When Data Protection Met Access to Documents

Research output: Contribution to journalArticleScientificpeer-review

Abstract

In the case of Psara (T-639/15 to T-666/15 and T-94/16) EU:T:2018:602, the General Court found that MEP expense reports contained personal data and so could only be disclosed if the applicants showed they were necessary for a sufficiently specific reason, beyond general purposes of transparency or suspicion. While, of course, public officials do not give up their personal rights once they enter into public office, a certain amount of transparency is both desirable and inevitable for people in such roles. This article explores the problems that might arise from the over-protection of EU officials in this way, before discussing the implications of Regulation 2018/1725, which governs the EU’s processing of personal data, and concluding that it was a missed opportunity to address these issues. Finally, it explores Regulation 1049/2001, governing access to documents, and offers an interpretation of this law which may help to avoid the problems identified.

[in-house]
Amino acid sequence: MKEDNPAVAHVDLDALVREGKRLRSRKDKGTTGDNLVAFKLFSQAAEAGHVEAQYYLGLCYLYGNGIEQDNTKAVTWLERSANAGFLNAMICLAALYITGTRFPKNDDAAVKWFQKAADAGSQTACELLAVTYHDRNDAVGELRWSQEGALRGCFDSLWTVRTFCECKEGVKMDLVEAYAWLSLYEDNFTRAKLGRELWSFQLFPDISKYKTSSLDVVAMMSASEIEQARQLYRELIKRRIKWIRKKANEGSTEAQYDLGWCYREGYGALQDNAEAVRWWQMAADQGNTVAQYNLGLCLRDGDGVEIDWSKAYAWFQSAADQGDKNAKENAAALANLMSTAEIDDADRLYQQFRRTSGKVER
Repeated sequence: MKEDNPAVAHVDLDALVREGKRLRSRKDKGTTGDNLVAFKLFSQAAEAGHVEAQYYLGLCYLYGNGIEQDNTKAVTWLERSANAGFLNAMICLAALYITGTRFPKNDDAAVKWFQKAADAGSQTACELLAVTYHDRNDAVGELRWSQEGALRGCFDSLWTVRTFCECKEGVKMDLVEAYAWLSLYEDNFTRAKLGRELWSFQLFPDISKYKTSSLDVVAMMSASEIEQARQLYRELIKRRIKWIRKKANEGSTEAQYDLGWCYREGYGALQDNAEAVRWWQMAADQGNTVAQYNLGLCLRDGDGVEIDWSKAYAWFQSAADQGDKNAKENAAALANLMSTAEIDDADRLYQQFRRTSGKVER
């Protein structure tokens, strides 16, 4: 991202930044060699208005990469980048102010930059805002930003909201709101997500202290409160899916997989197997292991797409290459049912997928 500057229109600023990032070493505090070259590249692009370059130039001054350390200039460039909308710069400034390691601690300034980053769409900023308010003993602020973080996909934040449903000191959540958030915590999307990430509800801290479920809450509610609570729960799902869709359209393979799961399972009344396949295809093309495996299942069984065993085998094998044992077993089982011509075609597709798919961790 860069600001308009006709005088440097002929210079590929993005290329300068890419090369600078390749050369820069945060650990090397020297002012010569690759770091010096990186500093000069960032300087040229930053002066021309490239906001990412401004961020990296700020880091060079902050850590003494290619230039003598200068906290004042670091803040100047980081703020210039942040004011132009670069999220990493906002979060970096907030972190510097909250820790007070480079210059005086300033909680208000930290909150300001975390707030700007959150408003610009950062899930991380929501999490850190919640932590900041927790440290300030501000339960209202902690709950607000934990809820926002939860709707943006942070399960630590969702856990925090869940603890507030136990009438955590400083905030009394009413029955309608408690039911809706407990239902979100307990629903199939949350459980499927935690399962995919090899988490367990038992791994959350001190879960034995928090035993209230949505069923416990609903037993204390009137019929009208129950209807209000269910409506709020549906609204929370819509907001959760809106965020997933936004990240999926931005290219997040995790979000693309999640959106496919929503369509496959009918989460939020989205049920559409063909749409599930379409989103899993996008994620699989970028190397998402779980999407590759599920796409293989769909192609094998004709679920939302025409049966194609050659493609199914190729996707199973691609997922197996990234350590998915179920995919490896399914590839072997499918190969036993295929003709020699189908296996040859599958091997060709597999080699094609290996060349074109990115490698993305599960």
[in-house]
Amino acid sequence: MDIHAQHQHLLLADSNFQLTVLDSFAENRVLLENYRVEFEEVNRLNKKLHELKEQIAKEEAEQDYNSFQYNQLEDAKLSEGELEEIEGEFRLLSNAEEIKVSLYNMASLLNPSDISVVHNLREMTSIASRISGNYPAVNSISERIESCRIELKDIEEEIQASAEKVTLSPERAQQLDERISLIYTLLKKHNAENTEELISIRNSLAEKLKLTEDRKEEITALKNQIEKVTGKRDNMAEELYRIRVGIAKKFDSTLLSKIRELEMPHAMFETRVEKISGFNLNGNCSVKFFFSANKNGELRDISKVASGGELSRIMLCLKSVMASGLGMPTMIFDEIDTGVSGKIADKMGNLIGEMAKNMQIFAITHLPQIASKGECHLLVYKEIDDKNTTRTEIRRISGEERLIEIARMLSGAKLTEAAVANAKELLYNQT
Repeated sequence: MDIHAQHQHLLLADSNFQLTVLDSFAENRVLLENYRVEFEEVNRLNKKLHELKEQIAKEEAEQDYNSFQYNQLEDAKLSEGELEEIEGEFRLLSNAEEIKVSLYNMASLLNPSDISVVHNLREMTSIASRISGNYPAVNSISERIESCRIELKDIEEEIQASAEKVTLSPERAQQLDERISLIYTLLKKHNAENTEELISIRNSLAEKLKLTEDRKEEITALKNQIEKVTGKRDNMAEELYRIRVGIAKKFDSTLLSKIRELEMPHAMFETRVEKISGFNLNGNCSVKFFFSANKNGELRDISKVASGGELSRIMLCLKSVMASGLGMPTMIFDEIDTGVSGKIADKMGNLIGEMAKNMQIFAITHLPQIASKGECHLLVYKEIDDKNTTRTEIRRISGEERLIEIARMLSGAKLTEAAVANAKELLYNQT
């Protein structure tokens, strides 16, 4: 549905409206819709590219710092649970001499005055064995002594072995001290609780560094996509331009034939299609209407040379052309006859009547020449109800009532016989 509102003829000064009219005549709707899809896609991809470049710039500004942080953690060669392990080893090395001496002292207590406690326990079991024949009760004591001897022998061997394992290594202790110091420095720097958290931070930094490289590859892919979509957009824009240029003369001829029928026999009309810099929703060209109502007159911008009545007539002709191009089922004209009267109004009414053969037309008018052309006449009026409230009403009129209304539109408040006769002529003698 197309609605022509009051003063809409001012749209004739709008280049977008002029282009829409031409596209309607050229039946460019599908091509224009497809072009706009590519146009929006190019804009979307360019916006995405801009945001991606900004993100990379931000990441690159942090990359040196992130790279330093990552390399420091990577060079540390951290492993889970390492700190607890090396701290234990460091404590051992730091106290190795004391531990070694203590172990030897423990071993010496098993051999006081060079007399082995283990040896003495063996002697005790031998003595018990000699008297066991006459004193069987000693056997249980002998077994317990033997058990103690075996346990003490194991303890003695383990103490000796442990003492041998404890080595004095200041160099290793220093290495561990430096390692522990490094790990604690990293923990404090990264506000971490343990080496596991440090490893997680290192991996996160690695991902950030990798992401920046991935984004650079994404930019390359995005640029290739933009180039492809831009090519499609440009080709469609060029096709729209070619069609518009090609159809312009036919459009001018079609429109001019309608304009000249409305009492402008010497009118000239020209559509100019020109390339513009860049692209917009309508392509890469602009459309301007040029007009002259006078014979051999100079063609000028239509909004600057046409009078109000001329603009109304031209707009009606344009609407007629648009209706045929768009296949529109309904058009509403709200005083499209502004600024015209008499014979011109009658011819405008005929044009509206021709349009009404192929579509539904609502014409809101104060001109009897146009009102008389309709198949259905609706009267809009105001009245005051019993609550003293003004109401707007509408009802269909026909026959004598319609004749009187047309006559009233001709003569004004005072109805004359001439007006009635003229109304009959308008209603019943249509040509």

Original languageEnglish
JournalEuropean law review
Volume44
Issue number6
Pages (from-to)789-808
ISSN0307-5400
Publication statusPublished - 2019
MoE publication typeA1 Journal article-refereed

Fields of Science

  • 513 Law

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